Broody Hen: Week 1

Broody Hen: Week 1

Saturday, June 23, 2018


Mic Roland


  1. The Power of Community: A chat with Todd Sepulveda
    05 Aug, 2018
    The Power of Community: A chat with Todd Sepulveda
    The following is an adaptation of an interview I had by Todd Sepulveda of the We had an email conversation going about the Power of Community with regard to prepping. Todd thought it might make a good Facebook Live event for his PrepperWebsite Facebook Group. What follows is not an exact transcript, but a cleaned up version without the off-topic banter and with a bit of expansion on points not as fully discussed “on air” as they were in the email conversations. Enjoy,
  2. Broody, out with her chicks on the garden wall
    28 Jul, 2018
    Broody Calls it Quits
    After three weeks of sitting on a clutch of eggs and another three weeks of mothering a set of chicks, Broody decided she’s done with motherhood. She did a good job but as quickly as her motherhood switch turned on, it just as quickly turned off. This post is a quick synopsis of how she did as a mother hen and what “the end” looked like. Broody’s clutch of eggs hatched on July 4th. Some did not make it, but three survived and thrived. From the first day, her mothering instincts kicked in. She
  3. Broody Hen: Success
    08 Jul, 2018
    Broody Hen: Success
    Instinct won! Broody’s eggs hatched on the 4th of July. Only three of the six survived, however. One was stillborn (or whatever the ‘hatched’ term is) on the 4th. The two remaining eggs had started to pip, but they would not survive either. Still, that left three healthy, fluffy chicks. Watching their first several days was an interesting introduction to mother-hen-ness in action. One lesson learned: Do not to put more eggs under a broody hen if she’s been sitting on a clutch for several days
  4. Broody Hen at Two Weeks
    30 Jun, 2018
    Broody Hen at Two Weeks
    ​Today marks the 14th day of Broody sitting on her eggs. So far, she’s sticking with the program — despite the heat. We candled some of the eggs last night, to see if they were developing or not.  Each of the four or five we candled looked like development in progress.  That was the good news. The bad news, is that I broke one of the seven. Tough Test Candling the brown eggs that Barred Rocks lay, is usually iffy. So little light gets through the shell that it is often not all that obvious
  5. If the grid goes down, what would you do for work? 5 lessons from 1810
    07 May, 2018
    If the grid goes down, what would you do for work? 5 lessons from 1810
    After a prolonged grid-down scenario, “work” will look very different from how it does now. The vast majority of the jobs people earn their living at today, are either directly dependent upon the grid, or upon grid-dependent fossil fuels. Those jobs and that grid-supported economy would simply cease to exist. Think about your own job. If the power was out for 6 months or a year or longer, would your job still exist? If your job is gone, what will you do? It’s oft repeated in prepper circles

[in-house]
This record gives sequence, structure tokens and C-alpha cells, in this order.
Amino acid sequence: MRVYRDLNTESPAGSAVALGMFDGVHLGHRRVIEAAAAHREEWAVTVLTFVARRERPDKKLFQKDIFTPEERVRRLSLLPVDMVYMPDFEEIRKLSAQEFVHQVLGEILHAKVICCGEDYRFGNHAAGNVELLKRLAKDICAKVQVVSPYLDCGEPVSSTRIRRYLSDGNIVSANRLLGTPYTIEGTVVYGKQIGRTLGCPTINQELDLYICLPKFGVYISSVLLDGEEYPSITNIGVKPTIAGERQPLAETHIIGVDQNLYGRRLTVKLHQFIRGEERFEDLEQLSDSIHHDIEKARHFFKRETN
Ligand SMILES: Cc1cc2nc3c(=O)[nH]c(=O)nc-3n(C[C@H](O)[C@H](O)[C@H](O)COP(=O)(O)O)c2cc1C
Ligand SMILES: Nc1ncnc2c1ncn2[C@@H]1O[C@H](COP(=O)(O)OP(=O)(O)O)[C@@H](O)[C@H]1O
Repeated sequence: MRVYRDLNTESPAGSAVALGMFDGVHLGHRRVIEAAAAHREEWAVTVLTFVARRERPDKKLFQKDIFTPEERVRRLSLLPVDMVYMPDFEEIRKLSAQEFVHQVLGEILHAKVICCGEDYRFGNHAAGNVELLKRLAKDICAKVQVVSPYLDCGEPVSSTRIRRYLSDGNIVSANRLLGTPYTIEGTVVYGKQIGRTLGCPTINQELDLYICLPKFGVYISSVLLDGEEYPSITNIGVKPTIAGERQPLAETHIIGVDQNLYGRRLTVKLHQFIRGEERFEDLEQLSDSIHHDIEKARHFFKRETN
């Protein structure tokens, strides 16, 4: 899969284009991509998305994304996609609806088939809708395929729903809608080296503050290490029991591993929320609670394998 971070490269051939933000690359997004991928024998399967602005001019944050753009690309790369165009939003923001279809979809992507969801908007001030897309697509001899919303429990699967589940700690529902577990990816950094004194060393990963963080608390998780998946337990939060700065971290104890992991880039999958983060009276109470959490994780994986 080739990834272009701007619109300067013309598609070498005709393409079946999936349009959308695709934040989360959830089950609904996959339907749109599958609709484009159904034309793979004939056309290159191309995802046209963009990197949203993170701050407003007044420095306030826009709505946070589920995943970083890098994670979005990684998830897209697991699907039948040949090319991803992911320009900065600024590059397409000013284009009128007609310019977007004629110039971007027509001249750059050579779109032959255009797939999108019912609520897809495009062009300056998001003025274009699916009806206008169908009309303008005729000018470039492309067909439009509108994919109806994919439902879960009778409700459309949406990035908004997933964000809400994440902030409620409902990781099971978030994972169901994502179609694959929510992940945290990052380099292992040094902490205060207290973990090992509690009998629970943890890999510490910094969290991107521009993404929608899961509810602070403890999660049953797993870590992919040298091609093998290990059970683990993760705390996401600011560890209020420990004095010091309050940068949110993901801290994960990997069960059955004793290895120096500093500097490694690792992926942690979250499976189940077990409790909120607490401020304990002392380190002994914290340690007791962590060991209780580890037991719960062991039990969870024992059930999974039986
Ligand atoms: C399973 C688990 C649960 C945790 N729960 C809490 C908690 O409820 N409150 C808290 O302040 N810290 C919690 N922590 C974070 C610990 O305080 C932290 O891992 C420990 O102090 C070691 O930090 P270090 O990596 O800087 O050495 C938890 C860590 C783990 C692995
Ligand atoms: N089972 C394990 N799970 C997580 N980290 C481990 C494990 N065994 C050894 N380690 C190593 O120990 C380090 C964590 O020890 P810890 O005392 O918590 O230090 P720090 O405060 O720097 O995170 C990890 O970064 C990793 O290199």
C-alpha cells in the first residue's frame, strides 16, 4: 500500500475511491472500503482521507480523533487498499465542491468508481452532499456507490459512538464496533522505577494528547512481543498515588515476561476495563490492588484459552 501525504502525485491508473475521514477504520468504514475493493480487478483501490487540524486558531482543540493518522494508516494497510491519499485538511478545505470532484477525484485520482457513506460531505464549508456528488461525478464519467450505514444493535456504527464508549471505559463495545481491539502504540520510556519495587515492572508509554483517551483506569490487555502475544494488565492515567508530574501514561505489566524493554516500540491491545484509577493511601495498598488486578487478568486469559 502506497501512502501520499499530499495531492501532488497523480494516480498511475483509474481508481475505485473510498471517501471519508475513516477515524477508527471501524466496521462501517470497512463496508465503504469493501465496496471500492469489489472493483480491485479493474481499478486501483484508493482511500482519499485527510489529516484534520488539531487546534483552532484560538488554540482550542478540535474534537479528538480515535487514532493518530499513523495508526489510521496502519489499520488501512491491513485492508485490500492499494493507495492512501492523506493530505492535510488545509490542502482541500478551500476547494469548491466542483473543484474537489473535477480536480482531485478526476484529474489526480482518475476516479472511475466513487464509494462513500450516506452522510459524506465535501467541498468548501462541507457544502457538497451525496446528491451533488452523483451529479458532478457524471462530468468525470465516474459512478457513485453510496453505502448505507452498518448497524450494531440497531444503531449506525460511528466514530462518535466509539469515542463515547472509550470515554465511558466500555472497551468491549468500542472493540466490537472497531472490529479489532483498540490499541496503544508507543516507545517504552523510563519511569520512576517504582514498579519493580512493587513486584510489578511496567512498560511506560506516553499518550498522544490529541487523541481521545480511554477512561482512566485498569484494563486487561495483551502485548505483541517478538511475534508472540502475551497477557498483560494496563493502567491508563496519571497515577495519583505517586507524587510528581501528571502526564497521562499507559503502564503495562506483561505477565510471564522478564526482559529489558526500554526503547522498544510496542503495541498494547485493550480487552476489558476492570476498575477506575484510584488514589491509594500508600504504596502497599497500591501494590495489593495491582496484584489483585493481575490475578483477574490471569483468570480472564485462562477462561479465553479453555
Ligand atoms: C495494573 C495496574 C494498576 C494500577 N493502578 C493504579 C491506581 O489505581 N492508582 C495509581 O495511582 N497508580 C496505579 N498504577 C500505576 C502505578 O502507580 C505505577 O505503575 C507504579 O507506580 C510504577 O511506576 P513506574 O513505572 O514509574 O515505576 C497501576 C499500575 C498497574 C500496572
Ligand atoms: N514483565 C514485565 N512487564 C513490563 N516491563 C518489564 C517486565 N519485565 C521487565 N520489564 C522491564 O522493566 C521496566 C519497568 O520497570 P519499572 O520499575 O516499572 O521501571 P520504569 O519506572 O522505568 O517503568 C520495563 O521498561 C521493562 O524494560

6. Survival Kits: Designed to do WHAT, exactly?
    30 Apr, 2018
    Survival Kits: Designed to do WHAT, exactly?
    Survival kits, like all tools, are designed to accomplish some task. With survival kits, that task is largely an anticipated fluke, not daily routine. We build our kits based on what we anticipate needing if we find ourselves in extraordinary circumstances. (No snowshoes in a desert-dweller’s kit, etc.) So, when a friend gave me a set of Air Force Survival Modules, I was intrigued to see what the Air Force thought their aircrew would need and why.
  7. Chicks at One Week
    22 Apr, 2018
    Chicks at One Week
    Okay. I won’t write about chickens every week. But, it is fascinating how much chicks develop in just their first week of life. They progress from helpless fluffy lumps to miniature chickens with much of their adult behavior. By one week old, they’ve grown in their flight feathers and their little tail feathers are growing in. They can’t fly yet, but not for lack of trying. They will run back and forth, flapping their wings. They will be able to fly fairly soon. And, as light-weight birds, they
  8. The Chicks Hatched. Now what?
    14 Apr, 2018
    The Chicks Hatched. Now what?
    Excitement here at the homestead: the eggs hatched in the incubator. A renewable food source a valuable prep. Raising new chicks each year is part of the renewability. Okay, the eggs have hatched into little, wet chicks. Now what? If they had been hatched by a broody hen, mama hen would have tended to all of their needs. If you incubate a clutch of eggs, YOU become their mama. What should you do to ensure healthy, thriving chicks that grow into productive hens? First off, leave them in the
  9. Incubating Chicken Eggs
    09 Apr, 2018
    Incubating Chicken Eggs
    I started this year’s batch of eggs earlier than in years past. This batch just passed the two-week mark. Every year, I incubate a modest batch of eggs to create replacements for the “retirees” in the flock. If you’ve ever thought about keeping a small flock of hens, and thought about incubating eggs, here’s a quick primer on incubating chicken eggs. You can start a flock by skipping eggs altogether and buying chicks from a feed store or hatchery, of course.  That is how we started. If you’re